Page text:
Starr, whose independent counsel investigation resulted in the impeachment of President Bill Clinton — he was acquitted by the Senate — bemoaned what he said was an “age of impeachment.” Impeachment, he said, requires an actual crime and a “genuine national consensus” that the president must go. Neither exists here, Starr said.
“It’s filled with acrimony and it divides the country like nothing else,” Starr said of impeachment. “Those of us who lived through the Clinton impeachment understand that in a deep and personal way.”
Even as defense lawyers laid out their case as planned, it was clear Bolton’s book had scrambled the debate over whether to seek witnesses. Trump’s legal team has rejected Bolton’s account, and Trump himself denied it.
“I NEVER told John Bolton that the aid to Ukraine was tied to investigations into Democrats, including the Bidens,” Trump tweeted. “If John Bolton said this, it was only to sell a book.”
Republican senators face a pivotal moment. Pressure is mounting for at least four to buck GOP leaders and form a bipartisan majority to force the issue. Republicans hold a 53-47 majority.
“John Bolton’s relevance to our decision has become increasingly clear,” GOP Sen. Mitt Romney of Utah told reporters. Sen. Susan Collins of Maine said she has always wanted “the opportunity for witnesses” and the report about Bolton’s book “strengthens the case.”
At a private GOP lunch, Romney made the case for calling Bolton, according to a person unauthorized to discuss the meeting and granted anonymity.
Other Republicans, including Sen. Pat Toomey of Pennsylvania, said if Bolton is called, they will demand reciprocity to hear from at least one of their witnesses. Some Republicans want to call the Bidens.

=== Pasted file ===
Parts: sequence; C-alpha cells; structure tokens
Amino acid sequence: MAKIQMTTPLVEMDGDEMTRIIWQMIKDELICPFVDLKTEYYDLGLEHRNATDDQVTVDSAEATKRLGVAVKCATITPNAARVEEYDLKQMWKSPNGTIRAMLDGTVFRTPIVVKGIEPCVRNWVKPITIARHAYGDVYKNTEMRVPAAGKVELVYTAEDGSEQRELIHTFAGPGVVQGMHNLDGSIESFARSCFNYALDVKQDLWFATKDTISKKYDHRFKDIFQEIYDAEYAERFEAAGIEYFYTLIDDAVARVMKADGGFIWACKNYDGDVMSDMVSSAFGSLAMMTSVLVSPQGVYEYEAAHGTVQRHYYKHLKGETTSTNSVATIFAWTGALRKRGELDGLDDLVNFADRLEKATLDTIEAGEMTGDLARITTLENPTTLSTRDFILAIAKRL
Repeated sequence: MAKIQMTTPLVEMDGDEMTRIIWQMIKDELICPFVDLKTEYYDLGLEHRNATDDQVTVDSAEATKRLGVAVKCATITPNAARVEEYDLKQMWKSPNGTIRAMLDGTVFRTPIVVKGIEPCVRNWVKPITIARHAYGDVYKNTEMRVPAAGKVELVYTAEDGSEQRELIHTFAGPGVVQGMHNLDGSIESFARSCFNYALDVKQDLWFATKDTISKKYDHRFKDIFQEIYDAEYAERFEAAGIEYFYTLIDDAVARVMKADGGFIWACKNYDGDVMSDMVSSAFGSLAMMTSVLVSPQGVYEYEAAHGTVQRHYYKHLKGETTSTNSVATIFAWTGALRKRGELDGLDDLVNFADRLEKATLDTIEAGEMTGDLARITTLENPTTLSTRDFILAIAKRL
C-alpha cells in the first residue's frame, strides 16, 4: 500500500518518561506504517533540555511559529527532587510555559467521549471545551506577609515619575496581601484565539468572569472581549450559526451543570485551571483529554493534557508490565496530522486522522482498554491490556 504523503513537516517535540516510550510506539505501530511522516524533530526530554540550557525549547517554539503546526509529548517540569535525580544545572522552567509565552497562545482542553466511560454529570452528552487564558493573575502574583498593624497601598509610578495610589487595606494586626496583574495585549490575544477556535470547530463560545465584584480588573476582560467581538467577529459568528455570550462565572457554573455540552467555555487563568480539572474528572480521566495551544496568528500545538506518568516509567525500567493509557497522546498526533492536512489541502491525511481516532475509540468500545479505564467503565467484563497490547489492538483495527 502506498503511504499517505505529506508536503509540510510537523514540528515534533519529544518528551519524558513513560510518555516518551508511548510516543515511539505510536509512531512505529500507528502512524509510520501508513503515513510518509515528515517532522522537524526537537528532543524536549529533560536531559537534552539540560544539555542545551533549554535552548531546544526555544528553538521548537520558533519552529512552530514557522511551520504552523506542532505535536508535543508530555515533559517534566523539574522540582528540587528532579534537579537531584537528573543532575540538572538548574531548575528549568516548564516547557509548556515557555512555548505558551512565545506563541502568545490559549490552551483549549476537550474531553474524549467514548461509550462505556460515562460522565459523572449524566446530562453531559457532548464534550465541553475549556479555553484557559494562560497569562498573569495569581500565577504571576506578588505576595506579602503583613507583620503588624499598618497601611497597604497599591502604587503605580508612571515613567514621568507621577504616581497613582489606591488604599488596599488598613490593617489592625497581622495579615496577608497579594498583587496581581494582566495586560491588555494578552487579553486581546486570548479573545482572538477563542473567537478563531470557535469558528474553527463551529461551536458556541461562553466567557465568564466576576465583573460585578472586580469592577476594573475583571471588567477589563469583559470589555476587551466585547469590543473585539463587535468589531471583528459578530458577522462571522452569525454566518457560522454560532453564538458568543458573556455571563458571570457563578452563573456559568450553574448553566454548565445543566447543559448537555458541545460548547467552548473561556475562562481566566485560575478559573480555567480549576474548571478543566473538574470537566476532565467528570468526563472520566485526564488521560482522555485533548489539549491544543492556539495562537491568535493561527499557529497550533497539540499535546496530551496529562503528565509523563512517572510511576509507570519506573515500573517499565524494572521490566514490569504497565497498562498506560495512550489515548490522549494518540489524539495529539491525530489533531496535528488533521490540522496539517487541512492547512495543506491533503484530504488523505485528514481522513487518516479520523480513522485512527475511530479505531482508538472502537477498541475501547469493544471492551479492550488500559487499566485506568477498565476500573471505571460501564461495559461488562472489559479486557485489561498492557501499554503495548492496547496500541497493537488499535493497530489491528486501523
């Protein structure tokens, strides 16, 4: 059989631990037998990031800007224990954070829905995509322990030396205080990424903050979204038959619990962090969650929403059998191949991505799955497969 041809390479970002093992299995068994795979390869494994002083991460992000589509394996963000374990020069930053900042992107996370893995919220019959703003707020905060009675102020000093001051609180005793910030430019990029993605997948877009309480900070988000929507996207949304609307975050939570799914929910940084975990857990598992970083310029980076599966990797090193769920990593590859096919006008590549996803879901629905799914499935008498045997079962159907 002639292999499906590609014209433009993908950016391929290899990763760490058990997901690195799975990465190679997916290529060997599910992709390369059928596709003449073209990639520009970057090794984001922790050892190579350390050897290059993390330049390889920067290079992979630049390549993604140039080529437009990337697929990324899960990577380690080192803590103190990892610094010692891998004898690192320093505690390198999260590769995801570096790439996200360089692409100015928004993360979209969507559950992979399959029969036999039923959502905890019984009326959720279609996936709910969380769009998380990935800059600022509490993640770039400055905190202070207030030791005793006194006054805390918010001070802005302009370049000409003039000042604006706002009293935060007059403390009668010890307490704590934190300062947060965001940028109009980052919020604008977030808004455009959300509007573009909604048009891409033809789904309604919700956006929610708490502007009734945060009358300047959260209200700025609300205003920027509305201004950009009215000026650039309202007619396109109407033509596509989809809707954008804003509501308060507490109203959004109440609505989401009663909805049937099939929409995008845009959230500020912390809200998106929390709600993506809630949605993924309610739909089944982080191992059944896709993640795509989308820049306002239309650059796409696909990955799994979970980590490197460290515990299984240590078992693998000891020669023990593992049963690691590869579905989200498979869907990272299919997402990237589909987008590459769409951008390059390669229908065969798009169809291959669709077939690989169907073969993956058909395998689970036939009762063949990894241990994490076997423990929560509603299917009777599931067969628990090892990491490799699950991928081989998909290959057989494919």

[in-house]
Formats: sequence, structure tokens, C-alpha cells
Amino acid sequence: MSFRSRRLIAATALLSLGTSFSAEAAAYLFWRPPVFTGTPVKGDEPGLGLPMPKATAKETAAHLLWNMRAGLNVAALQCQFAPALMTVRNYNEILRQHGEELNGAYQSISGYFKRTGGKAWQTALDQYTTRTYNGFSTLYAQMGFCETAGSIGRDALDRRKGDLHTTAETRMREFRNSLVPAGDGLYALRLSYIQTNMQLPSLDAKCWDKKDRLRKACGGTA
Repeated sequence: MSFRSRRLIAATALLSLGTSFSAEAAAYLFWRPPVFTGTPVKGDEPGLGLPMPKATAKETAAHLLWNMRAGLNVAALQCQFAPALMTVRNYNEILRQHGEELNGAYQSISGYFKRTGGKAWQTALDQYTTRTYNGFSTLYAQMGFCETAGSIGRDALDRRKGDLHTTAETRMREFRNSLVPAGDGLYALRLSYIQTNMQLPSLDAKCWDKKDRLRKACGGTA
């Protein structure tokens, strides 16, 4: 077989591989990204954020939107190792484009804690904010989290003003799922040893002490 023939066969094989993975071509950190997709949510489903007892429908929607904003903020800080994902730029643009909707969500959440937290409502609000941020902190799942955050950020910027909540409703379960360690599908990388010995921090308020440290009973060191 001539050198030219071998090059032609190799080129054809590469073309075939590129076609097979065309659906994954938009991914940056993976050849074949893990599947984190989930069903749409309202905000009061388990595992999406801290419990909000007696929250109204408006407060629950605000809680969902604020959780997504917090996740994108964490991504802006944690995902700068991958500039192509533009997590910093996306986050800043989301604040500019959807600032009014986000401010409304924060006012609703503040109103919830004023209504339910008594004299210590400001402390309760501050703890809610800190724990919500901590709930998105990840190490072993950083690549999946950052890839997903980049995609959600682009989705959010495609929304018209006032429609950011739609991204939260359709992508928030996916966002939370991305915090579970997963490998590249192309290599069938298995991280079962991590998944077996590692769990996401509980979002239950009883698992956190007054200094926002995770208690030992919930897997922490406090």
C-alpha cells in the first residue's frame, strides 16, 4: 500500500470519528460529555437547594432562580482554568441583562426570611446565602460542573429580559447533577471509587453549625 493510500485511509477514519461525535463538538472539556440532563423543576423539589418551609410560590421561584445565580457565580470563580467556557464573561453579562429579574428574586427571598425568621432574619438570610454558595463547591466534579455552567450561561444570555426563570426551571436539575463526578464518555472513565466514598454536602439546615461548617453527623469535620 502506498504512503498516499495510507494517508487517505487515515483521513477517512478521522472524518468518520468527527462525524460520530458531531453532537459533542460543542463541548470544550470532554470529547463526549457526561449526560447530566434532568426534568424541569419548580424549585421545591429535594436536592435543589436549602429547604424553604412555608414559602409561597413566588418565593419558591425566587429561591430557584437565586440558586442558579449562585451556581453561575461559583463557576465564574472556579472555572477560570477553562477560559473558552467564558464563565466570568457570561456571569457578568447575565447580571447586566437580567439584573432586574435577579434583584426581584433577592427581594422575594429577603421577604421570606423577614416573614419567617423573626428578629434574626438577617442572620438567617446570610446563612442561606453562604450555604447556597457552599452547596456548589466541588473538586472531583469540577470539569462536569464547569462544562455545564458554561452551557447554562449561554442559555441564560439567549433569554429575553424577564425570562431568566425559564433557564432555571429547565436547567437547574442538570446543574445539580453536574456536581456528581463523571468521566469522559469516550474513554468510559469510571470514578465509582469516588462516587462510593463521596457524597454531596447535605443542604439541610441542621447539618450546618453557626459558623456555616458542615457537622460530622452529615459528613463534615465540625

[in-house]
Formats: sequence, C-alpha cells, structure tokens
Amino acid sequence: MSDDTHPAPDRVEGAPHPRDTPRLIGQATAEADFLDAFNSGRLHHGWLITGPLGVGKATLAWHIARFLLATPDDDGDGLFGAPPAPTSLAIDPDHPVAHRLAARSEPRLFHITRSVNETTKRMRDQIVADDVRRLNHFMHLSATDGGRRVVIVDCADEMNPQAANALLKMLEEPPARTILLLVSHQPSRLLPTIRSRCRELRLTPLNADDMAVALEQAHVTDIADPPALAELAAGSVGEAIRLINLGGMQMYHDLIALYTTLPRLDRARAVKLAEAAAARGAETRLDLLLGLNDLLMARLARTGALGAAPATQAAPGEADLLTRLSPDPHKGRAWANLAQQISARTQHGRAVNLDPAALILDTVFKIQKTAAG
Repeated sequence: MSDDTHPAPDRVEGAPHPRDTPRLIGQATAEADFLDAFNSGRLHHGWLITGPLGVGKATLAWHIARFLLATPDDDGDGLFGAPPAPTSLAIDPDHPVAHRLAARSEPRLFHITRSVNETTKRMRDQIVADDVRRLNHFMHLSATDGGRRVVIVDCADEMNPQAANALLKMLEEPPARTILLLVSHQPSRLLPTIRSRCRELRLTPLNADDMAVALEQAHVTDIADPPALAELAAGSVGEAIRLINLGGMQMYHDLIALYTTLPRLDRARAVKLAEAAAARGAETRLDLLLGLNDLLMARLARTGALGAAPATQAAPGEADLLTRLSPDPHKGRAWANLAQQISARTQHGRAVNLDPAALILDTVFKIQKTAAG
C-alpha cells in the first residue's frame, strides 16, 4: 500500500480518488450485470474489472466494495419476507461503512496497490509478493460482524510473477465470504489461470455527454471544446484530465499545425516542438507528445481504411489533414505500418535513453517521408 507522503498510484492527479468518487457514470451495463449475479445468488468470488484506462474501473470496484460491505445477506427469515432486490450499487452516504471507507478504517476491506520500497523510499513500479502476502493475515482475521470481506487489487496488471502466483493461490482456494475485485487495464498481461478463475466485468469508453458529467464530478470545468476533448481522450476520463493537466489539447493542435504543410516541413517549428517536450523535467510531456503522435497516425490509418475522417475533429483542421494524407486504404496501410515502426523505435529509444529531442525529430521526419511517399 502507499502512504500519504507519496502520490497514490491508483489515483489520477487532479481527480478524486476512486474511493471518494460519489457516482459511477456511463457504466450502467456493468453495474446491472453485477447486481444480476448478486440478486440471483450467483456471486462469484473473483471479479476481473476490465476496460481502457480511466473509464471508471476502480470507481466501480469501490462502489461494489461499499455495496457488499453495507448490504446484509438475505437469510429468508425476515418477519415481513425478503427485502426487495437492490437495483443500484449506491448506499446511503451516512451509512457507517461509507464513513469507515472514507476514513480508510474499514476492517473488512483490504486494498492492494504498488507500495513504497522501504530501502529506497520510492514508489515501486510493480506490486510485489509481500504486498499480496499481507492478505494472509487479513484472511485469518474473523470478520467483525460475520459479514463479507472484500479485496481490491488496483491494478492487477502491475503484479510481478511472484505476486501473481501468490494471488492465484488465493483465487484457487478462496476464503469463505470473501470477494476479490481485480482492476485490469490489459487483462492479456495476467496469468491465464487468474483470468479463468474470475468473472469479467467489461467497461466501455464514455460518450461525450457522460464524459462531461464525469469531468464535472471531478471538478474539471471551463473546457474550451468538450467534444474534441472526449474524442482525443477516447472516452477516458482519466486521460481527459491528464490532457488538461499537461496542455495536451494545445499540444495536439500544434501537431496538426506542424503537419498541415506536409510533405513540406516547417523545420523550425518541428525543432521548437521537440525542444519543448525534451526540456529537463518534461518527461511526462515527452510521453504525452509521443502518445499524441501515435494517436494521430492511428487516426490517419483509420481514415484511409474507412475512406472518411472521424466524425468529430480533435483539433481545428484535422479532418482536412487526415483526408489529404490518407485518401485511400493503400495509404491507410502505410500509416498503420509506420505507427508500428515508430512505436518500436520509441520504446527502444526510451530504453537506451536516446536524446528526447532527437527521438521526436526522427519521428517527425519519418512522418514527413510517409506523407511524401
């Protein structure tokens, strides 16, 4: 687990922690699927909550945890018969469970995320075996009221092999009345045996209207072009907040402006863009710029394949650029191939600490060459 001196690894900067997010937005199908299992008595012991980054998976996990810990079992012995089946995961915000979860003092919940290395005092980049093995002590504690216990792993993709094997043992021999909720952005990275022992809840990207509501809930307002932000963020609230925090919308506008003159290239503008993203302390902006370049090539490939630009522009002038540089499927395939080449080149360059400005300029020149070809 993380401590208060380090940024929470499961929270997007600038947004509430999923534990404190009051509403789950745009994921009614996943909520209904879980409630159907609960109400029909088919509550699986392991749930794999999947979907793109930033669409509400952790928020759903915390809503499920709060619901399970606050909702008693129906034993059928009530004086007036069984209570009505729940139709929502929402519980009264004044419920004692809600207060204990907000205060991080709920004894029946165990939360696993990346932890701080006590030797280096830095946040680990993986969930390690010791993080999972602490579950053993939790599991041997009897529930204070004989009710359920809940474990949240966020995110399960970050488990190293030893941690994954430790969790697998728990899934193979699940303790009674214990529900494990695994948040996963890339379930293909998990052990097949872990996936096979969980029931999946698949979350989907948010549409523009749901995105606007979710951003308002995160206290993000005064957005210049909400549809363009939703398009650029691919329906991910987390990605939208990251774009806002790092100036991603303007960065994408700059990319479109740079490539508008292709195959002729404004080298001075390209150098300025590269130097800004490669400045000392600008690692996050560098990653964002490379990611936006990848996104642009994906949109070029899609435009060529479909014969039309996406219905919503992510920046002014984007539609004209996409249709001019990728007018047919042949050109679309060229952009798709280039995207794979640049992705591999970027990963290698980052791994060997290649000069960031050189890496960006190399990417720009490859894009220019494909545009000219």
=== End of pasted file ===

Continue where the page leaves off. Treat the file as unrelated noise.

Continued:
Senate Majority Leader Mitch McConnell hadn’t known know about Bolton’s book, his office said. But the GOP leader appeared unmoved by news of the book. His message at the lunch, said Indiana GOP Sen. Mike Braun, was, “Take a deep breath, and let’s take one step at a time.”
Once the president’s team wraps up its arguments, senators have 16 hours for written questions to both sides. By late in the week, they are expected to hold a vote on whether or not to hear from any witnesses.
Trump and his lawyers have argued repeatedly that Democrats are using impeachment to try to undo the results of the last presidential election and drive Trump from office.
Democrats, meanwhile, say Trump’s refusal to allow administration officials to testify only reinforces that the White House is hiding evidence. The White House has had Bolton’s manuscript for about a month, according to a letter from Bolton’s attorney.
Associated Press writers Alan Fram, Mary Clare Jalonick, Andrew Taylor, Matthew Daly, Laurie Kellman and Padmananda Rama contributed to this report.
ERIC TUCKER, ZEKE MILLER and LISA MASCARO